Divorces rarely run smoothly. They’re costly, time-consuming and hardly a barrel of laughs for either disputing couple. More often than not the dissolution of a marriage is attributed to “inconsolable differences”, which is a just polite way of saying “I can’t stand the sight of that conniving, adulterous prick. Give me half of your money and get out!”. The very formal legislation, complicated terminology and general legality of divorce can get a little messy, especially when it comes to which parent gets custody over their children. In the case of Bungie and Activision it appears that the former has not only profited from its detachment from its domestically abusive spouse, but has also restricted all visitation rights from their offspring: Destiny. I think it’s safe to assume that Bungie are the aggrieved party in this analogy, with Activision capably adopting the role of “Sadistic Husband” who doesn’t allow his wife to go out socialising with her friends or allow her to have an opinion of her own. And if we are honest it’s normally the male that messes relationships up and boy, did Activision do a spectacular job here.
Bungie somehow managing to retain the rights to Destiny is not only surprising, but implies that they believe they can redeem the underwhelming franchise, free from their former corporate overlords. But has the brand been tainted by its faltering reputation? No doubt there are some Destiny 2 fanatics that will proclaim it as an unparalleled experience, unworthy of such vitriolic ridicule. That the game is immeasurably better when you splurge £100 on content that should have been included from the beginning. I’m not judging, simply stating that these kind of business strategies are some of the most heinous supplements of modern game development. Still if the perpetrators were Activision, which I suspect that they were, then perhaps Bungie, free from their oppressors can salvage Destiny and perhaps thrive.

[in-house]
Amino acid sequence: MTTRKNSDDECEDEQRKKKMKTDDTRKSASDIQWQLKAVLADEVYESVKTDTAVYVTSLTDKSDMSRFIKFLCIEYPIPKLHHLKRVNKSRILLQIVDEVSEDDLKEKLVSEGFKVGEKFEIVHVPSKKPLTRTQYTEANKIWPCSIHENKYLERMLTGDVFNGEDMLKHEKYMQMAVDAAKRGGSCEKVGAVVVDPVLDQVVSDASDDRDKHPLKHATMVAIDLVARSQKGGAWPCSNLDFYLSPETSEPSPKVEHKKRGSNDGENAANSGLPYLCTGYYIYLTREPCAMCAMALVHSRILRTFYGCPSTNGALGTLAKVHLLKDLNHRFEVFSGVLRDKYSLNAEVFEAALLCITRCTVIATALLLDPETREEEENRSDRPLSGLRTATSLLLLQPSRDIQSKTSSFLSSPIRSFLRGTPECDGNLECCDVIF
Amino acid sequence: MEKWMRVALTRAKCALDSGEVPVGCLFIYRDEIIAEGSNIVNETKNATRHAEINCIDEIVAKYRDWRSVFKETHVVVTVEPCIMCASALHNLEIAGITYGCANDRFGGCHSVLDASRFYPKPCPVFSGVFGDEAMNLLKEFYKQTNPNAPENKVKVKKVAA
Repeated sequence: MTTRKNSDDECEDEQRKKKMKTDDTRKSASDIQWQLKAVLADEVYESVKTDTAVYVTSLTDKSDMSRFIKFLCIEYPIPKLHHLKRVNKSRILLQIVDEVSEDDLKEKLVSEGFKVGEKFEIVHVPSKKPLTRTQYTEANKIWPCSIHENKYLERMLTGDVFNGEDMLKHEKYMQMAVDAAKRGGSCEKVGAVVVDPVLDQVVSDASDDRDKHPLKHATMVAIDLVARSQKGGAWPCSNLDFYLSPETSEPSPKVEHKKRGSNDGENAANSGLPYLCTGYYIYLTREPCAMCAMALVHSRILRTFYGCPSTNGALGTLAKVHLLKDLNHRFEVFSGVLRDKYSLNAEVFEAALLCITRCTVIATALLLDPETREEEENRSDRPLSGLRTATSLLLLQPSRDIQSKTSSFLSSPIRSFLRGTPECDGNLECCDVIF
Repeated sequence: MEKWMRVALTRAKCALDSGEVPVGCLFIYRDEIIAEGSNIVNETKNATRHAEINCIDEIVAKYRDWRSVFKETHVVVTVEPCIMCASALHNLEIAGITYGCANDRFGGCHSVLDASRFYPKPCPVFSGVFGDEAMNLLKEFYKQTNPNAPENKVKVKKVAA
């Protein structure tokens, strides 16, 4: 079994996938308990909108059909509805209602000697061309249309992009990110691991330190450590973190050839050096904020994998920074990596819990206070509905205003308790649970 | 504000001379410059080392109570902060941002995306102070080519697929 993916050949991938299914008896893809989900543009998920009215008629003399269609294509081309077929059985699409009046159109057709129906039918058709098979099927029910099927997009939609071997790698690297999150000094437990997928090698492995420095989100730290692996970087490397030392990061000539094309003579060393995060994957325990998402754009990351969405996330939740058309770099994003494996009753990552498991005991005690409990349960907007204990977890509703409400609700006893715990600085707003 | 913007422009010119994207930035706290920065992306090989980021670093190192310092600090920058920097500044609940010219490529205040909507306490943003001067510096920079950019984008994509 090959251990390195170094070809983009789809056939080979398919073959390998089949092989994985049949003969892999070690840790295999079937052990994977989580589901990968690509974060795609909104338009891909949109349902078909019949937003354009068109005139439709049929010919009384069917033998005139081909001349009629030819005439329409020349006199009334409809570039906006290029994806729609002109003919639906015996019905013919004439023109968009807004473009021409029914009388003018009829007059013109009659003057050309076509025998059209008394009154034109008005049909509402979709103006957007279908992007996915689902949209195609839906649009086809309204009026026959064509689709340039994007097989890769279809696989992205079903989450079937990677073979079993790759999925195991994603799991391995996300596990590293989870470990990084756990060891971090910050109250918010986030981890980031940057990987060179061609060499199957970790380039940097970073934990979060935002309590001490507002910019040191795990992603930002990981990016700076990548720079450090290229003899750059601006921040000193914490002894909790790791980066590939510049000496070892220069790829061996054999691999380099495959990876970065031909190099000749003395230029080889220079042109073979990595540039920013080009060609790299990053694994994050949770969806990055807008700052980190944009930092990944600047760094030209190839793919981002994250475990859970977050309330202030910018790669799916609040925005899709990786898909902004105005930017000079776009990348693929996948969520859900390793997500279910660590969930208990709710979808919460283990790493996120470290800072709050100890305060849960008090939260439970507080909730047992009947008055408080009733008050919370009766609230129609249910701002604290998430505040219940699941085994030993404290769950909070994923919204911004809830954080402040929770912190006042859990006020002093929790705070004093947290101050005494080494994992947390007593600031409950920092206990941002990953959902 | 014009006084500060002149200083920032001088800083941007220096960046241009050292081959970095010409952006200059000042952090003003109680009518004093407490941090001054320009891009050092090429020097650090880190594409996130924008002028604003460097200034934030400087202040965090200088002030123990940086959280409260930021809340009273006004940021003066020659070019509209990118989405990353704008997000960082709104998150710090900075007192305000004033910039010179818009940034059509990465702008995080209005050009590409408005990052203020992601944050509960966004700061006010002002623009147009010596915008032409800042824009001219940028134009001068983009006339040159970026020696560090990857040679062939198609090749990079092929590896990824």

If I sound a little sceptical it’s because that the creative freedom granted by independence doesn’t necessarily ensure success. Unless Bungie are looking to negotiate with another publisher then the risk of failure increases. Even if the presumed successor to Destiny is their first initiative, there’s no guarantee that even fan goodwill will be enough to help, especially at a time when game developer’s/publishers are being so heavily scrutinised. For me personally it’s difficult to feel confident or even joyous about either Bungie’s independence or the acquisition of Destiny when their reputation as a game studio is tarnished by the only franchise of there’s I’ve played, that being the much maligned Destiny.
Whatever happens there’s no denying that this is a watershed moment for both the industry and consumers. And it will be interesting to see if anyone else begins to consider their own professional marriage?
Are you excited to see what Bungie does with its new-found freedom? Of course you, stupid question. Do you think they will be successful, with either Destiny or something new? Let me know in the comments below.